Blood testosterone stays relatively constant throughout life, but the biologically active free testosterone declines drastically beginning at about age 50. Reductions in free testosterone are linked to decreases in muscle and bone mass, aggressiveness and self-confidence, sex drive,
impotence, insulin resistance and coronary artery disease.
Brazilian researchers found that men with low levels of free testosterone had an increased risk of developing type 2 diabetes. This disease is linked to an increased risk of heart attack, stroke, blindness, kidney failure, amputation and some types of cancer. Free testosterone levels were influenced more by total body fat and central obesity.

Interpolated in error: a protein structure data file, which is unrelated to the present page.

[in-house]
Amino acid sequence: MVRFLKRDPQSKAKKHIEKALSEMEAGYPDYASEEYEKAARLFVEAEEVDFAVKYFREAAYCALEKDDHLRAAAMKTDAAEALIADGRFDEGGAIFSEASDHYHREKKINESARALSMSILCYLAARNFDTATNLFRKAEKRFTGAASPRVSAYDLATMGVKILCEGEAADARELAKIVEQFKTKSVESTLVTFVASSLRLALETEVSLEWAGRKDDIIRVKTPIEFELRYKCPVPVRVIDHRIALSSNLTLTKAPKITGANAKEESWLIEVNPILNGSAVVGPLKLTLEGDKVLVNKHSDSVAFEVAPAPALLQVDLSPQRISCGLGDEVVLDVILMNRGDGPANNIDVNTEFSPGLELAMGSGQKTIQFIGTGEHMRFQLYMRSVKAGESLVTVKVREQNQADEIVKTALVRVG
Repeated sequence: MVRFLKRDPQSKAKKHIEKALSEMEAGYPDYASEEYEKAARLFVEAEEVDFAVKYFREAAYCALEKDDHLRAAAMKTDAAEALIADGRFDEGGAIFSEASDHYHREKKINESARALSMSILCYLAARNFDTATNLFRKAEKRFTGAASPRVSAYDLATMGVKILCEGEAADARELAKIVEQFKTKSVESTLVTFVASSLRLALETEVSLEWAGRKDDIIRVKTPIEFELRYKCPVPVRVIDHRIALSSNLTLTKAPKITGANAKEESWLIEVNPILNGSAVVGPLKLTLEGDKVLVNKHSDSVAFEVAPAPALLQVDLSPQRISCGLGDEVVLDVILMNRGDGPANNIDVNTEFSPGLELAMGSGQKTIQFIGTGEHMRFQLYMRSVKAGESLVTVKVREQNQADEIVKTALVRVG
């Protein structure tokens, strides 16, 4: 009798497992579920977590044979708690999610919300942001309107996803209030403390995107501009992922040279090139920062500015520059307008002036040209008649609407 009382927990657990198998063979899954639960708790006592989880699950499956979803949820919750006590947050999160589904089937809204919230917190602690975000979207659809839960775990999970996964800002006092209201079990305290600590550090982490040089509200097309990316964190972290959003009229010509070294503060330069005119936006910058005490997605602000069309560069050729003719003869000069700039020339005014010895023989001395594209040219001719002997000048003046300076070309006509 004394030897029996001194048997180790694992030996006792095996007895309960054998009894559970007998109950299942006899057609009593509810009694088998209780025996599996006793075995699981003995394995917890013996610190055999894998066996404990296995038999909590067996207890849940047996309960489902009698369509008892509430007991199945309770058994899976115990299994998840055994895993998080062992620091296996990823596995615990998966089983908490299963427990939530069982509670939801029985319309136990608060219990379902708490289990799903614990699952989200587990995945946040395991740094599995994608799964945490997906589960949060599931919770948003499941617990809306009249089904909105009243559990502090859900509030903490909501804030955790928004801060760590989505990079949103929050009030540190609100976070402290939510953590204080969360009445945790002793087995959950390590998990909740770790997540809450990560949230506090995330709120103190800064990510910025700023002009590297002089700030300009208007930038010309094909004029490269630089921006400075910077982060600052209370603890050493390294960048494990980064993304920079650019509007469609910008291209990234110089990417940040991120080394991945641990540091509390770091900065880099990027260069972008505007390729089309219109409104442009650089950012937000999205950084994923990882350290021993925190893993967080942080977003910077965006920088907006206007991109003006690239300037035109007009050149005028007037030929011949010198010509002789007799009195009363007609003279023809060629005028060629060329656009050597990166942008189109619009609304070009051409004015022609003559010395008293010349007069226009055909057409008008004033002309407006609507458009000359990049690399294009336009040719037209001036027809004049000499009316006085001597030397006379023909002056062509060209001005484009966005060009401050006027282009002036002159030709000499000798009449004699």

Central obesity is an important risk factor of insulin resistance and type 2 diabetes, so both testosterone and free testosterone are important for health.